FCSN // Newsletter // 2019 // Summer 2019 // Family and Community Engagement Matters for Every Child

Family and Community Engagement Matters for Every Child

Why is family engagement in schools important?

All families want the best for their children. Families know their children better than anyone and can be a valuable resource to teachers. When families, schools and communities partner together, much can be accomplished and every child can get the support he or she needs to succeed.

Over 50 years of educational research has confirmed the connection between family engagement and student success. Students get better grades. They behave better. They have a more positive attitude. They are more likely to graduate. They are more likely to go to college. Schools also do better when they engage families and communities as partners.

All schools interact with families. Every school sends report cards home, holds open houses, and solicits volunteers. So what, exactly, do we mean by “family and community engagement?” The National Association of Family, School and Community Engagement (NAFSCE) shares this definition:

• Family engagement is a shared responsibility in which schools and other community agencies and organizations are committed to reaching out to engage families in meaningful ways and in which families are committed to actively supporting their children’s learning and development. Family engagement is continuous across a child’s life and entails enduring commitment but changing parent roles as children mature into young adulthood. Effective family engagement cuts across and reinforces learning in the multiple settings where children learn: at home, in prekindergarten programs, in school, in after-school programs, in faith-based institutions, and in the community.

Sharing responsibility for learning and achievement

Shared responsibility means working together in partnership for the best interest of the child. For example, the school may communicate classroom homework expectations to families so parents can monitor it. The school can also make sure that it is welcoming to all so families feel a part of the school community. Families, on the other hand, can share the responsibility for learning by finding opportunities in the community which can enrich a child’s classroom learning. They can also be their child’s advocate when they feel a need isn’t being met. The school-family partnership is strengthened when each stakeholder takes responsibility for doing their part and the students benefit.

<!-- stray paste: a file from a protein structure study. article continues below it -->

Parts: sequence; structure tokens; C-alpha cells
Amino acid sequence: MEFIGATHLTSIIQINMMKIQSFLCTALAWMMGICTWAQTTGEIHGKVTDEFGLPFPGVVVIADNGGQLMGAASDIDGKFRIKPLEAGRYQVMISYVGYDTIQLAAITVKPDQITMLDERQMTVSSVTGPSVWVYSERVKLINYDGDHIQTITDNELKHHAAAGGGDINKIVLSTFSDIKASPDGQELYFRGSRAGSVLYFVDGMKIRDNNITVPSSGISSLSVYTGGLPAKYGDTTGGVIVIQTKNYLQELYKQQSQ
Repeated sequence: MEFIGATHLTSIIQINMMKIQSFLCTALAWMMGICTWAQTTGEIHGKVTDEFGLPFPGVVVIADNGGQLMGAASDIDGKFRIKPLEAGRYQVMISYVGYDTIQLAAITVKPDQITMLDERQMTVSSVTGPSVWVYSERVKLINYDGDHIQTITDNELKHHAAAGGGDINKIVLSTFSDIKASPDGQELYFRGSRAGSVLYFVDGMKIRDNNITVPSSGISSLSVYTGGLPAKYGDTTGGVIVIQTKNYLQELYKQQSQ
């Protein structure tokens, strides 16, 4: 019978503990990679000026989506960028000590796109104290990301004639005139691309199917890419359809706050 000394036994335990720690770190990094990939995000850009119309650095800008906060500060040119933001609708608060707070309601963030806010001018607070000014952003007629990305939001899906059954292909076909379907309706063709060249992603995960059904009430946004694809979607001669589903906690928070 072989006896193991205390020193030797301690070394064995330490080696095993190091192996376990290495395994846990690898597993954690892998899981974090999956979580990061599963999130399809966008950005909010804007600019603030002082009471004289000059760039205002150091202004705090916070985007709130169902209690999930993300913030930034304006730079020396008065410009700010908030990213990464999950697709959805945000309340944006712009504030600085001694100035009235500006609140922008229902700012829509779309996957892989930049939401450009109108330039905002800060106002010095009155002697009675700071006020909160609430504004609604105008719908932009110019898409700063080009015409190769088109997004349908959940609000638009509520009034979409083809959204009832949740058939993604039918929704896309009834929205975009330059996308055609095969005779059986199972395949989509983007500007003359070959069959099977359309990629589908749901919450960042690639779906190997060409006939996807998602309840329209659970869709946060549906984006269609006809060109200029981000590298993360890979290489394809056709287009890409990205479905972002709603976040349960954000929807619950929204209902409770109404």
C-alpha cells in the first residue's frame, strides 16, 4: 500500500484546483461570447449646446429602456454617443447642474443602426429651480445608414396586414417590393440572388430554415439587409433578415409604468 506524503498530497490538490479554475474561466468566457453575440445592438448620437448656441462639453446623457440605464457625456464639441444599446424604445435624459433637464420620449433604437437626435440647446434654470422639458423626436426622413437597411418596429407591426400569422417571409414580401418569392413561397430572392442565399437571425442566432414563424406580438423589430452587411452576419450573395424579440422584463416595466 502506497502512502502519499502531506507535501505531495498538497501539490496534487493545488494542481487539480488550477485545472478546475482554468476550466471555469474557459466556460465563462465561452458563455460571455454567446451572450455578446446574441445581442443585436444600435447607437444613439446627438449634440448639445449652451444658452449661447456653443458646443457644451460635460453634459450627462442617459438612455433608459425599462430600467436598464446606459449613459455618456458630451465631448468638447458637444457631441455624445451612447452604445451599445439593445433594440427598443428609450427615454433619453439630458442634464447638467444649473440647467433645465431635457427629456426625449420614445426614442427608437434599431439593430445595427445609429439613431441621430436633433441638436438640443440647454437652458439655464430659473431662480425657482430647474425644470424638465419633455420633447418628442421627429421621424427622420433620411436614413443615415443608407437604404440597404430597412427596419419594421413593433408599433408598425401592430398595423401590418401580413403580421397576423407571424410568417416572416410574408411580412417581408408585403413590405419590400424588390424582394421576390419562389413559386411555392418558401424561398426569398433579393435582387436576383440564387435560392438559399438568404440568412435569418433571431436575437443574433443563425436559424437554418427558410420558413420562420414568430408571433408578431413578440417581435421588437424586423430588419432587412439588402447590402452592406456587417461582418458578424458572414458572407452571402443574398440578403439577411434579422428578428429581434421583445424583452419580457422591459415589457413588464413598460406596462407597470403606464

Continuous family and community engagement from birth to young adulthood

When the strands of family, school, and community are woven together with caring and frequent communication, they form a safety net to catch struggling children and offer support before it is too late. Families, teachers, peers, guidance counselors, and countless other people affect a child’s life. To do their jobs well, these people must learn from a child’s past and be invested in the child’s future. Family, school, and community partnerships that support children from birth to young adulthood can help make that possible.

Family and community engagement
across multiple settings

One of the best ways stakeholders can reduce achievement gaps is to fill every child’s life with rich learning opportunities in and out of school. There are many ways schools can facilitate learning outside the classroom. They can work with parents to align out-of-school-time learning with class work. They can offer supports like after-school homework help. They can also be a crucial link between families and community resources such as public libraries, museums, and community centers.

It takes more than high quality classroom instruction for all children to reach their potential. A truly outstanding educational system must take advantage of every opportunity to educate its children.